California may have relaxed its ruling about how many zero-emission cars it would mandate by 2014, but by doing so it upped the ante on plug-in hybrids. The California Air Resources Board voted to alter its previous demand for 25,000 zero-emission cars — meaning vehicles powered by hydrogen fuel cells — to 7,500, including cars that automakers use in test fleets, like Honda, GM and others are currently testing, not just those sold to the public.
The reasoning for the change of heart is that California doesn’t expect to have a big enough hydrogen infrastructure to support that many vehicles.
What will actually affect car shoppers across the country, however, is that the ruling allows automakers to substitute 58,000 plug-in hybrids in place of the hydrogen cars it omitted.
Both GM, with its Chevy Volt and Saturn Vue, and Toyota with its Prius have stated those plug-in vehicles will come to market by 2010. This ruling pretty much guarantees they will, and that these vehicles will most likely be available nationwide at some point. However, because of demand and regulations, we’d guess sales of the new plug-ins will start in California, leaving the rest of the country in a green lurch, at least early on.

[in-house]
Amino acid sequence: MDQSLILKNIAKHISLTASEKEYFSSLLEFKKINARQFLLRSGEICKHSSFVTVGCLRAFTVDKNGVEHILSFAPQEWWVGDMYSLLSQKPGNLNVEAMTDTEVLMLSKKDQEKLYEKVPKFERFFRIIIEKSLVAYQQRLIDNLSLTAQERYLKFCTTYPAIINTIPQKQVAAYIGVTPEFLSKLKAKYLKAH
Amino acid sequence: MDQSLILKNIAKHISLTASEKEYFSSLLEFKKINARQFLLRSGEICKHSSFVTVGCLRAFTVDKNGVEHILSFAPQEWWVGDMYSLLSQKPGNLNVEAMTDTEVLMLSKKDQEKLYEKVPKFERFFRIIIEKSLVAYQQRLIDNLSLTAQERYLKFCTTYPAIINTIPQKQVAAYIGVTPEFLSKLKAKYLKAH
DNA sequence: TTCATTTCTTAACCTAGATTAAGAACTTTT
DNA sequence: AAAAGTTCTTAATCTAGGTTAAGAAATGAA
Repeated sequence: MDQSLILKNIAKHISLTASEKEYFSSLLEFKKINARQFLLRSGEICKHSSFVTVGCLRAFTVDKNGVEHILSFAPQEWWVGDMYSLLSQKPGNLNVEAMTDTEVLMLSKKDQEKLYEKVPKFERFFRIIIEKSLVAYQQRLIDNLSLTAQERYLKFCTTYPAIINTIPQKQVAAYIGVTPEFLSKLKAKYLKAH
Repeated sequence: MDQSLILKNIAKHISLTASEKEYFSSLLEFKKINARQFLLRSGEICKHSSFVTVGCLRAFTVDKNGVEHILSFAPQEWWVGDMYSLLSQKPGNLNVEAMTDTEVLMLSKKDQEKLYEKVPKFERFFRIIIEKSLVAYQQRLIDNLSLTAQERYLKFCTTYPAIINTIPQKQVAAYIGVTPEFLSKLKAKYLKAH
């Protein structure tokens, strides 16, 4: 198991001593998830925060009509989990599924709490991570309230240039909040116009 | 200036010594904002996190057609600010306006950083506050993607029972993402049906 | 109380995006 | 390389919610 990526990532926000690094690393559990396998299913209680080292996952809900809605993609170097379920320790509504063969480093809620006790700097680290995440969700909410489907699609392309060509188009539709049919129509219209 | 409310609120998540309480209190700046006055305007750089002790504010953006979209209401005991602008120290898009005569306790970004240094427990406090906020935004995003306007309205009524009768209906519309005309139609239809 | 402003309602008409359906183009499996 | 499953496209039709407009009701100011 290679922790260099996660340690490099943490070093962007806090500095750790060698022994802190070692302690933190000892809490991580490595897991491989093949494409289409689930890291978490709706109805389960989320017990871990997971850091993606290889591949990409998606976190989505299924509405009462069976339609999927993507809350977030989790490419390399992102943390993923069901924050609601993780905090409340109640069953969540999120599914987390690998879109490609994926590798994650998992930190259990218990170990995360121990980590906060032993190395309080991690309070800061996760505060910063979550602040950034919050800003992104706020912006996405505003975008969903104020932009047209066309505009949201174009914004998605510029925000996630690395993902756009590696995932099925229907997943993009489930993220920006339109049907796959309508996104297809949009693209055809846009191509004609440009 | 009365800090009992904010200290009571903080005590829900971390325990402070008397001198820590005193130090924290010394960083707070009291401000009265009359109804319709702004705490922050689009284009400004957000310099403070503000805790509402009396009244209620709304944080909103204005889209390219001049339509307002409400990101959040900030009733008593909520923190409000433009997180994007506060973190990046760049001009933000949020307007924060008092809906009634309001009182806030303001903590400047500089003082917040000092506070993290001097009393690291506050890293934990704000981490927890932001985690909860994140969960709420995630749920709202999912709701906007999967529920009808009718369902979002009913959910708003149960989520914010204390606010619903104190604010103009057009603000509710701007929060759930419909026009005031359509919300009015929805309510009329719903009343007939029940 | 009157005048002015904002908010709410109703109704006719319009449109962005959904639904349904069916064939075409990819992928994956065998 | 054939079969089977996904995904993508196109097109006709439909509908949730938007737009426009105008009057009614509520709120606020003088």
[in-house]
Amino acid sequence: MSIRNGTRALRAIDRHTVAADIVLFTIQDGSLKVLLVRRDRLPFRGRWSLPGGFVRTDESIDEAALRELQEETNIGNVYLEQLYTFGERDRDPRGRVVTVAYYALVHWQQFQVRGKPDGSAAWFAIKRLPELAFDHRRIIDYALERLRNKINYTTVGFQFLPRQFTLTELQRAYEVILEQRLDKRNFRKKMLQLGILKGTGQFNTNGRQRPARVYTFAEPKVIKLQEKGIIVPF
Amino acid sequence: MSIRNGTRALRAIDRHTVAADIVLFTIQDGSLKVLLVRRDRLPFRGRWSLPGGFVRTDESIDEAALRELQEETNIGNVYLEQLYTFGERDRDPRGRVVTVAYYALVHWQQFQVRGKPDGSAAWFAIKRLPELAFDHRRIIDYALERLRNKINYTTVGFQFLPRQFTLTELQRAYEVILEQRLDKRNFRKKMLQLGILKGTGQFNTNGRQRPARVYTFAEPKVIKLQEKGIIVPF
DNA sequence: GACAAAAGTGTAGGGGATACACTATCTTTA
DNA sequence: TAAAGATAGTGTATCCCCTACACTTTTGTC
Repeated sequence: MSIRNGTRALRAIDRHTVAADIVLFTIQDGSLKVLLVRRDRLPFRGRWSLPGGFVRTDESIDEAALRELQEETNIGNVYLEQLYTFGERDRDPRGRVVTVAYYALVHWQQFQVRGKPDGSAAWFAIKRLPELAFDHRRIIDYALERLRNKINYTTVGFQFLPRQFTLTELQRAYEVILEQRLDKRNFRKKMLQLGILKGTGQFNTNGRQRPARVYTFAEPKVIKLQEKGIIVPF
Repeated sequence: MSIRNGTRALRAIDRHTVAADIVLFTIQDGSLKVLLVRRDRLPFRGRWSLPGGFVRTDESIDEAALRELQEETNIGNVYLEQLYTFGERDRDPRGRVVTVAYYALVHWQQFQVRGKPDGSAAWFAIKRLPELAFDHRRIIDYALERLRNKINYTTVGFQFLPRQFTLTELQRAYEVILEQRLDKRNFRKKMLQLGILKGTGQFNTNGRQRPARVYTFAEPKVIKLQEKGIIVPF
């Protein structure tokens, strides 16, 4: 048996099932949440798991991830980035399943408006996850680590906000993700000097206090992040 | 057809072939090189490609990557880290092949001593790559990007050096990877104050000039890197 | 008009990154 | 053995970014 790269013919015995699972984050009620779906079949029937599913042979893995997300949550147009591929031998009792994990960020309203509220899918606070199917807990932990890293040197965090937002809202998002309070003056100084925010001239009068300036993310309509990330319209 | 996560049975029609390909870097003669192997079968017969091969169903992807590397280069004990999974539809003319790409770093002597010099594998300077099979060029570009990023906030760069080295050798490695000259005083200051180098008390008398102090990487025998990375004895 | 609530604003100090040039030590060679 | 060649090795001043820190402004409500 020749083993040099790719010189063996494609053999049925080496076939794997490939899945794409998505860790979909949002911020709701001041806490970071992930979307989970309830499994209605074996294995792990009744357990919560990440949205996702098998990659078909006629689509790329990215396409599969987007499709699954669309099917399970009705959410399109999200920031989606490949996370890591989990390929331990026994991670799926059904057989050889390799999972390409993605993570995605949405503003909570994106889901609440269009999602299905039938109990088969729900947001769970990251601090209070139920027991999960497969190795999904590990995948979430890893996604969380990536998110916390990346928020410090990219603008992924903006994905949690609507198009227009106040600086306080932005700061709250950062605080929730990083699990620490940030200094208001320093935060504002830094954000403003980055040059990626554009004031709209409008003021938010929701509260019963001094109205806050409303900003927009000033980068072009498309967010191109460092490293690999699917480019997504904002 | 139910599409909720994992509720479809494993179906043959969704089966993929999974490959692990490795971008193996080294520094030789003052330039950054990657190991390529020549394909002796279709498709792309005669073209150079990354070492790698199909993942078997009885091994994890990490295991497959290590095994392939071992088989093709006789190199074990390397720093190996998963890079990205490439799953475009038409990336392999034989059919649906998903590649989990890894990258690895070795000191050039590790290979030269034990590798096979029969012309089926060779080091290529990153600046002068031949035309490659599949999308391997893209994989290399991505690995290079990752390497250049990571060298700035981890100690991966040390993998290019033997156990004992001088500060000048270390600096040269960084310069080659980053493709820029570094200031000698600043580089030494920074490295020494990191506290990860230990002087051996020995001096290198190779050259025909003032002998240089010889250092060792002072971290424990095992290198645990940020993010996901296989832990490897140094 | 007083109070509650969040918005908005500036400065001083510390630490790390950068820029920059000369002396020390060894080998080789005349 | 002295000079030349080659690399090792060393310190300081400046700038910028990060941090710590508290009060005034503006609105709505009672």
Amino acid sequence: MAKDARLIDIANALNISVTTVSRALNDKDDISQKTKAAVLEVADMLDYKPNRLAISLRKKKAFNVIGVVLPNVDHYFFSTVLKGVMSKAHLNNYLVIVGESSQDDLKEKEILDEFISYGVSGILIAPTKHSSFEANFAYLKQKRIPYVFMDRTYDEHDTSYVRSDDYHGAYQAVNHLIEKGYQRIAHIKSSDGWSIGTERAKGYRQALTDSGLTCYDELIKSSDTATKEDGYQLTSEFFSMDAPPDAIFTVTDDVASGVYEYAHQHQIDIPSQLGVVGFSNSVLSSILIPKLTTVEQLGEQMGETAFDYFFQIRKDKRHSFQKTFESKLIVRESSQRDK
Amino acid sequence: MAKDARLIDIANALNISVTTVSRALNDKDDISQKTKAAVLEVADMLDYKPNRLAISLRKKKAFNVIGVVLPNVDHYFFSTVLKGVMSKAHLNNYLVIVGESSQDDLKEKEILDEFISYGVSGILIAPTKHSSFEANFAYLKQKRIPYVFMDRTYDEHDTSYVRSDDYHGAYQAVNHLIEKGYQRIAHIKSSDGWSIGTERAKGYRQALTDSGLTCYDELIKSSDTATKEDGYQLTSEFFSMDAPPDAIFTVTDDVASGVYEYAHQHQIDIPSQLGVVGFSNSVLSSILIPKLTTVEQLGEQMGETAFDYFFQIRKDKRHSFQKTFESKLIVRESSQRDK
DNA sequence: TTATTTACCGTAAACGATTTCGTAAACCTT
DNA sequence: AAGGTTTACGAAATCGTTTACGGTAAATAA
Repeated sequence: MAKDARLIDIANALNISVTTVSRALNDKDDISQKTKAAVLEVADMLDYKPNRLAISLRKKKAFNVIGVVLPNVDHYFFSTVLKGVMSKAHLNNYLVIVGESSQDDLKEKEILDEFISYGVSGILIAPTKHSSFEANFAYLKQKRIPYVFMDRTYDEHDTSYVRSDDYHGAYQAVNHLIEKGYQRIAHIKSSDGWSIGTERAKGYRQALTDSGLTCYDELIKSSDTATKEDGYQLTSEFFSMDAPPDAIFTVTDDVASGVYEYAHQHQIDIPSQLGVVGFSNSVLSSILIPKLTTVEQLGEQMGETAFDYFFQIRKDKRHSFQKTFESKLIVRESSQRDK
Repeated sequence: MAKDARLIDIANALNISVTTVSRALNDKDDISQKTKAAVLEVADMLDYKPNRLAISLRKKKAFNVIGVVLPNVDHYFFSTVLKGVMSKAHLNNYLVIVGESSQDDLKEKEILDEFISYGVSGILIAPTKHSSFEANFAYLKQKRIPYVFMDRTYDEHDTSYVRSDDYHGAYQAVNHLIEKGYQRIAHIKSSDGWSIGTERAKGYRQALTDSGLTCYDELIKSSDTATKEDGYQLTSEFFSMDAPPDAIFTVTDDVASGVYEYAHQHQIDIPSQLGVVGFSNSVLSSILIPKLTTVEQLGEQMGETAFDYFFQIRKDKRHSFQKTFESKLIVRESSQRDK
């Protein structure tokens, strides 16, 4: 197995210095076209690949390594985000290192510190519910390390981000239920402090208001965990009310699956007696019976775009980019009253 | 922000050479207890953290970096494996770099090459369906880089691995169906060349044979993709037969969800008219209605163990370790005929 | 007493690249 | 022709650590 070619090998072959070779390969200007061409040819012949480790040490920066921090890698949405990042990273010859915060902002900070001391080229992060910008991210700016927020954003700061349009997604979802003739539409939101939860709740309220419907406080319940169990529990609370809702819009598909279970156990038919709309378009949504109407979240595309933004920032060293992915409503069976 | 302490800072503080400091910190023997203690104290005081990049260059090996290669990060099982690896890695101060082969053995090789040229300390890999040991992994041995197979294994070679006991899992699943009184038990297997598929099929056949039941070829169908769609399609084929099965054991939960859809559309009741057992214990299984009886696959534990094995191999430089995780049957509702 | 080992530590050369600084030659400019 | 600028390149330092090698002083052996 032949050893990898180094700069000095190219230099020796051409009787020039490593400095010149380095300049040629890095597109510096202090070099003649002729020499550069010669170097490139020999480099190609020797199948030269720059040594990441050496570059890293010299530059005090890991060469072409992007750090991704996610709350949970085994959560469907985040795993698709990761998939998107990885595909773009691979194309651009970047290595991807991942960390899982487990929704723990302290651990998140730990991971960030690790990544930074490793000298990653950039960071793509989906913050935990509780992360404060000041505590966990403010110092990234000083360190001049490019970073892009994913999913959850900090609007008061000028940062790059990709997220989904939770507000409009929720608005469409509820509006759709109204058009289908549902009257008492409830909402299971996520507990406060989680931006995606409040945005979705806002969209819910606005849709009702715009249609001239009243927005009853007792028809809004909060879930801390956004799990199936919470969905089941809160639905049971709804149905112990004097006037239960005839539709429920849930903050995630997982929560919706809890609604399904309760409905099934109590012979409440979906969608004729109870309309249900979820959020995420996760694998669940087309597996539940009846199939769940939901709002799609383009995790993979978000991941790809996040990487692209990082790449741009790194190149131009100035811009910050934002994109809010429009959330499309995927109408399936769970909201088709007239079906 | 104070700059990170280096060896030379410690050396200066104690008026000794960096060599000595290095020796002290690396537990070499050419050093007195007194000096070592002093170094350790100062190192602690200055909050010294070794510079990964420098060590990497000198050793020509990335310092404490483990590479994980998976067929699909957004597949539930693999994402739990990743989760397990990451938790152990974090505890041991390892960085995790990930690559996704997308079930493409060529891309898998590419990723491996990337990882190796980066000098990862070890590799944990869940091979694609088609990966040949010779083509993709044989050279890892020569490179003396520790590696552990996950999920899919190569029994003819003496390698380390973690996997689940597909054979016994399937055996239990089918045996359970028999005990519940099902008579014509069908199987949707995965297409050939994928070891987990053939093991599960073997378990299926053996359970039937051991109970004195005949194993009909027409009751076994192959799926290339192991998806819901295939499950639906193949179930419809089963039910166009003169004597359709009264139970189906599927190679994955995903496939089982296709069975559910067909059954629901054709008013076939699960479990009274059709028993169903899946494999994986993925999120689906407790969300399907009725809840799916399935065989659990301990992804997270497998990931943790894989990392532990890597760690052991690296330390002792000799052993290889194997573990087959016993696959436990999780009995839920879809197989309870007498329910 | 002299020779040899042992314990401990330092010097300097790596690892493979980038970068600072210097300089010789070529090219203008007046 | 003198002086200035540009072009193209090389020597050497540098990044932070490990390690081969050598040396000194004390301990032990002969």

The numbers are also collective, meaning the six largest automakers need to produce 58,000 plug-ins collectively. We’re not sure how they’ll split up that pie or how penalties will be determined. Toyota sold almost 180,000 Prius hybrids last year, which makes it seem like an easy target. However, the new plug-ins are expected to cost much more than a traditional hybrid. Automakers complain that producing this many plug-ins and hydrogen cars will cost them $1 billion collectively per year. We suggest they spend the next six years trying to find ways to lower that loss so the rest of the country can get in on the greenness.
Hydrogen Car Prospects Sputter (Forbes)